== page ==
Sophia Narrett in her studio.
Photo: Meredith Jenks

Sophia Narrett

When Sophia Narrett traded in her paint tubes for embroidery thread, she was immediately hooked. “Weaving freed things up for me and totally made sense for the narratives I am trying to tell,” the artist says from her light-filled Brooklyn studio. Recalling epic 15th- and 16th-century canvases by Hieronymus Bosch, Narrett’s meticulously detailed, painterly thread works depict fantastical scenes filled with romance, love, violence, and sexual desire. Challenging what was once confined to the world of craft, or “women’s work,” Narrett’s unique approach pushes the medium to new limits.

Inspiration: “I gather images from the Internet, movies, TV shows, fan fiction, books, and hip-hop, sometimes even posing myself to put together a reference visual. Then I begin to embroider from that.”

Sophia Narrett’s Stars Align (2014), from her “This Meant Nothing” series. Photo: Stan Narten, Courtesy of the artist

Art School: Narrett has an MFA in painting from the Rhode Island School of Design and a BA from Brown University. She also took part in a residency at the prestigious Skowhegan School of Painting and Sculpture in Maine.

Recent Shows: This past summer, Narrett’s work was showcased in the exhibition “Do You Love Me?” at P.P.O.W. Gallery in Chelsea; previously, she had solo shows at BRIC in Brooklyn and Freight + Volume in New York.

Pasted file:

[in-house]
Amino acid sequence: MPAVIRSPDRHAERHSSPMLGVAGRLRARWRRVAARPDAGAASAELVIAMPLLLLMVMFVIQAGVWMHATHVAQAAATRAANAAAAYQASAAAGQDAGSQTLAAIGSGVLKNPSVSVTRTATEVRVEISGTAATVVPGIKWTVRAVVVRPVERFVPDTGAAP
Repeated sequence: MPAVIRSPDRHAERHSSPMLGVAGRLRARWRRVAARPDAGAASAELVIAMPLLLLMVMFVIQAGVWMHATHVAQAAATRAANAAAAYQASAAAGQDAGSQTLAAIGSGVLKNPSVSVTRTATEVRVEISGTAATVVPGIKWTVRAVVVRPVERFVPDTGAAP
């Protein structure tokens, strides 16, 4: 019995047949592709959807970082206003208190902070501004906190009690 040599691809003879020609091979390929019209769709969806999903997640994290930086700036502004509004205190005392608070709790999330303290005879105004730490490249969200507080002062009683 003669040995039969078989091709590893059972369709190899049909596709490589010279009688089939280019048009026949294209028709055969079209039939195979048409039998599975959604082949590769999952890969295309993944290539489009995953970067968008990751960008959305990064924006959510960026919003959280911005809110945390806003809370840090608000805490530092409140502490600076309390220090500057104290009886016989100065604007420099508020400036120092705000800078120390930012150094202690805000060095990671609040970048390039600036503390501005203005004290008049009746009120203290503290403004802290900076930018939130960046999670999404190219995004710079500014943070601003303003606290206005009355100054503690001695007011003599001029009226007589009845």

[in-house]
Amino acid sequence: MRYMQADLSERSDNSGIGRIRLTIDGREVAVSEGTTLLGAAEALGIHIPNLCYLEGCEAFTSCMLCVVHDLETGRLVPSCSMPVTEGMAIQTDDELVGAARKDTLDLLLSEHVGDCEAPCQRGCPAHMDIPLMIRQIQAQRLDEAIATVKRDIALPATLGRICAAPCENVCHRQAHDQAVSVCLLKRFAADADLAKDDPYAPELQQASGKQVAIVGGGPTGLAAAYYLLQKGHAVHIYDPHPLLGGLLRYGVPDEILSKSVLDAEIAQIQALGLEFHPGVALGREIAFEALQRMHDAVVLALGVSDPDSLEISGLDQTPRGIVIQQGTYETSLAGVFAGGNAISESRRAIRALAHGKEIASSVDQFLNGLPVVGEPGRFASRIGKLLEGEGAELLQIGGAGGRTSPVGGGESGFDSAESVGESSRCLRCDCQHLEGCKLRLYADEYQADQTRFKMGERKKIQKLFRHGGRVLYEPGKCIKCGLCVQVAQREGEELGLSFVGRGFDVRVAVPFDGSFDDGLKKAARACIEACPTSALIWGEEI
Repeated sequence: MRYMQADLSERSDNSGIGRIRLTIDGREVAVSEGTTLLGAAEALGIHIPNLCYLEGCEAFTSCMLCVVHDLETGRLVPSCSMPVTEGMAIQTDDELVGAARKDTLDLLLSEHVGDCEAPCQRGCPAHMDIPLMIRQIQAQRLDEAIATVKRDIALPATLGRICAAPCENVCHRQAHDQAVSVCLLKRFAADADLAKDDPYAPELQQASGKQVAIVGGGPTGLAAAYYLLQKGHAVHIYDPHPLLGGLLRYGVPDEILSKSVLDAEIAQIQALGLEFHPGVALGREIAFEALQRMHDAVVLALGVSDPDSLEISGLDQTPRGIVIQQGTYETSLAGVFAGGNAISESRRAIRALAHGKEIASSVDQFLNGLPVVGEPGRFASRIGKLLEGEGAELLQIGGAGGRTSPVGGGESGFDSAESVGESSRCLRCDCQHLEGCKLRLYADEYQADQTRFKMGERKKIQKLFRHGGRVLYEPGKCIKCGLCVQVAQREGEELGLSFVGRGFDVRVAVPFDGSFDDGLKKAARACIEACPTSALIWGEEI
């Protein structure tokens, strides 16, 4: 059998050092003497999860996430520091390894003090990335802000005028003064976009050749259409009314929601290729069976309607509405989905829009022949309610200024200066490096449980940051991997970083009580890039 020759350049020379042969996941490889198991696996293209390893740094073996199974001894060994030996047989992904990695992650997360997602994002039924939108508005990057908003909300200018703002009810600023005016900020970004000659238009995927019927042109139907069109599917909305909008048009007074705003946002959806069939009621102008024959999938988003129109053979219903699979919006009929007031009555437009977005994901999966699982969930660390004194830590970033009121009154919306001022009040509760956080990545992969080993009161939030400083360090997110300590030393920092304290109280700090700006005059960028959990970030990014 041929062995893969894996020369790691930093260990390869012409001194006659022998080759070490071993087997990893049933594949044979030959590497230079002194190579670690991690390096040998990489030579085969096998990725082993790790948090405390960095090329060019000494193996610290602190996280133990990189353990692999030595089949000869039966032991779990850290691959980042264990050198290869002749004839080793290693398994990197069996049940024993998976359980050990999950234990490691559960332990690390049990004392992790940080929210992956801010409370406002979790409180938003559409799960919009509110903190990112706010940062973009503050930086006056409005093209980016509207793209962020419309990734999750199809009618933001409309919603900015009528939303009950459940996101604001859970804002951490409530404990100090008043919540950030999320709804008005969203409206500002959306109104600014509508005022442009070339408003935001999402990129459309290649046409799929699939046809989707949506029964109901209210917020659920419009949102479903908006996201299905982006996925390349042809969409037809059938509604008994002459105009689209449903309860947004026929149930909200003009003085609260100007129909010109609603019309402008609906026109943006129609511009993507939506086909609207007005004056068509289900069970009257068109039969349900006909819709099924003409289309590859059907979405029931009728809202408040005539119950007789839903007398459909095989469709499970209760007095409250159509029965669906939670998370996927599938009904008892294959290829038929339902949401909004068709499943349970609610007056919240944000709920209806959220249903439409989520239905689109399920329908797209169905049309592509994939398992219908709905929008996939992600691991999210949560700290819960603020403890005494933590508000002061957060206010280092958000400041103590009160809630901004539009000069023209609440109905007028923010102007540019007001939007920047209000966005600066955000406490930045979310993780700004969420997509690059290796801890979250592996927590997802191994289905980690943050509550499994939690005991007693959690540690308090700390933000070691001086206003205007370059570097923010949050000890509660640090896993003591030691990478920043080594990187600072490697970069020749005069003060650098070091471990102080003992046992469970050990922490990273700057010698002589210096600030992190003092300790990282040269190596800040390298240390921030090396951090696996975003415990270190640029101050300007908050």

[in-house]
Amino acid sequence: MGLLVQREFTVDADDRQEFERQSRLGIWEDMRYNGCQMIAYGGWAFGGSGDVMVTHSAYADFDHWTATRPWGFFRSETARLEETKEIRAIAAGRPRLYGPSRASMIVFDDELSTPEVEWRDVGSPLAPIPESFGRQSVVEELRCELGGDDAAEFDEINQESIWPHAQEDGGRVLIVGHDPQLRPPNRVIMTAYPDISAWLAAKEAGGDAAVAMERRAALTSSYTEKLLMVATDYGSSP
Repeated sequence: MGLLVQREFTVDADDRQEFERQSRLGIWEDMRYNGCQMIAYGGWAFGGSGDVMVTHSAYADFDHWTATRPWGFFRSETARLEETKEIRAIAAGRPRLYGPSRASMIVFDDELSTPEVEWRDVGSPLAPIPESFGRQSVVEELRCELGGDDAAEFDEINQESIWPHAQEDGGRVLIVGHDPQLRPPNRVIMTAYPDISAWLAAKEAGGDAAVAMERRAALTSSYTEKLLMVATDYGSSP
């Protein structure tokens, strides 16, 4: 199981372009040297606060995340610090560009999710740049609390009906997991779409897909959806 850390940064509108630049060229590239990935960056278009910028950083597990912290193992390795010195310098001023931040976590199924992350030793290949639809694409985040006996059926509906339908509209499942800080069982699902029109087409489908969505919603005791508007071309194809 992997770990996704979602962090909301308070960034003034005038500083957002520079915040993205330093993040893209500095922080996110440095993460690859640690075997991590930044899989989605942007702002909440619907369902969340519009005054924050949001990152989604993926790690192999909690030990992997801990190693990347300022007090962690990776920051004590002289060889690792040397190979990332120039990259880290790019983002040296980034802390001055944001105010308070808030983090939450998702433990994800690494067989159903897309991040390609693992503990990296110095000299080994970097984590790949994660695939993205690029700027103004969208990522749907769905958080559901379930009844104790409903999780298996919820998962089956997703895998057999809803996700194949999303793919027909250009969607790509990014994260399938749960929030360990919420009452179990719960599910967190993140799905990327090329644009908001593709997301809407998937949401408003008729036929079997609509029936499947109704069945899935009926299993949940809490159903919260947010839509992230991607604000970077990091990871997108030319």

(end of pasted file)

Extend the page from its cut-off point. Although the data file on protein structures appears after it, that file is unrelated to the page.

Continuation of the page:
Sophia Narrett, Grin, 2019. Photo: Stan Narten, Courtesy of the artist

Up next: A finalist for the Museum of Arts and Design’s Burke Prize, which is awarded to a contemporary artist under the age of 45 working in glass, fiber, clay, metal, and/or wood, Narrett’s work is included in the Marie-Salomé Peyronnel-curated show “The Role of a Flower” at Brooklyn’s Ostudio. A group show titled “Idol Worship” at Smack Mellon in Brooklyn, on view November 16 through December 29, as well as a group show at Kohn Gallery in L.A. next spring.

“Mostly I was drawn by the work’s ingenuity. There is a great deal of craft and hand-delivered detail. The unorthodox shapes are evidence of imagination and curiosity, and the storytelling appears to ask disturbing questions.”—Nicola Vassell

Sophia Narrett, A More Careful Recipe (detail), 2018. Photo: Stan Narten, Courtesy of the artist

A version of this article first appeared in print in our 2019 Late Fall Issue under the headline “Galerie Emerging Artist Award.” Subscribe to the magazine.

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